Zombie Companies

Zombie companies, a term that originated in Japan post the 1991 Japanese asset price bubble, and regained popularity post the 2008 financial crisis. The term "Zombie" refers to young companies aged at least 10 years and cannot cover their debt serving costs from profits and are characterized with an interest coverage ratio of less than 1 for at least 3 consecutive years which measures the ability of a company to repay the interest on its outstanding debt. The interest coverage ratio is calculated by dividing the earnings before interest and taxes (EBIT) by the interest expenses. The probability of becoming a zombie triples if a company was previously categorized as so, according to the Bank of International Settlements (BIS).


The number of listed zombie firms almost tripled from 2010 to 2020, and as shown below, the percentage of US zombie companies in Russell 3000 in 2020 is around 15 %. Their aggregate value increased by 200 % in 2020 compared to 2019 due to the Covid-19 pandemic, exceeding USD 6 Trillion. In 2020, a record of 66 % of the zombie companies' loans had the lowest quality segment with an S&P rating of a single B or less. Examples of zombie companies are Boeing (BA), Bloom Energy Corporation (BE), Sunrun Inc. (RUN) with annual interest coverage ratios of less than one for the past 3 years.

Percentage of US Zombie companies in Russell3000 Equivalent Index| Source: Financial Times (September, 2020)


Since those companies survive on low-interest rates to finance their debt rather than borrowing for new investments, they are highly sensitive to changes in monetary policy. It is expected that if interest rates double, the number of zombie firms could increase by nearly 40% bringing it to the fore concern. Therefore, there's a trade-off for central banks when adopting monetary policy; an easing monetary policy might support the emergence of new zombie firms and sustain existing ones through low-interest rates, while a tightening monetary policy could worsen their case with the increased cost of debt.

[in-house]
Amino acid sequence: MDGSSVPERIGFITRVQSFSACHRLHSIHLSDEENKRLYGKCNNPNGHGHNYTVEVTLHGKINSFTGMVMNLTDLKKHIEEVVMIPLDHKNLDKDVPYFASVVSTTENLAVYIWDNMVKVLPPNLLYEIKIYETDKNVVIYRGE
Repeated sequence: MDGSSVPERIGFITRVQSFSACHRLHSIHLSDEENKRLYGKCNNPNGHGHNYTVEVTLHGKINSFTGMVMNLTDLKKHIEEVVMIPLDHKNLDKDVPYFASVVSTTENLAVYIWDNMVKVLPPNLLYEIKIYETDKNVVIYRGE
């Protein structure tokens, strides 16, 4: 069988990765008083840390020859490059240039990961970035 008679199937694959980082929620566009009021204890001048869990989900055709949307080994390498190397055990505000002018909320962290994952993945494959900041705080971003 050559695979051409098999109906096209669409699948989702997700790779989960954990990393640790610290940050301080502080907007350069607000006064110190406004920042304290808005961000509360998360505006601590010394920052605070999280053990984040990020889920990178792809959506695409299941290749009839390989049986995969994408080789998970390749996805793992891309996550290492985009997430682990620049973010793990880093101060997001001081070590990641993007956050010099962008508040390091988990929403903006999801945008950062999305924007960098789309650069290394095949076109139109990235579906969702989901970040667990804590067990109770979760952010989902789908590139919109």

The charts of some of these companies can show the effect of the US Federal Reserve signaling an increase in interest rates for the first time since 2018 in early December 2020. The chart below shows the market price of Sunrun Inc., with an interest rate average ratio of -1.9 for the past 3 years due to negative EBIT, decreased by almost 56 % since early Jan 2022.

Sunrun Inc. Stock chart| Source: Trading View (March 2022)


However, it's worth mentioning that although there are some companies that end up exiting the market, others recover from such status by enhancing their debt structure. Therefore, it doesn’t necessarily mean that if it’s a zombie company, it should be excluded.



The content published above has been prepared by CFI for informational purposes only and should not be considered as investment advice.  Any view expressed does not constitute a personal recommendation or solicitation to buy or sell.  The information provided does not have regard to the specific investment objectives, financial situation, and needs of any specific person who may receive it, and is not held out as independent investment research and may have been acted upon by persons connected with CFI.  Market data is derived from independent sources believed to be reliable, however, CFI makes no guarantee of its accuracy or completeness, and accepts no responsibility for any consequence of its use by recipients.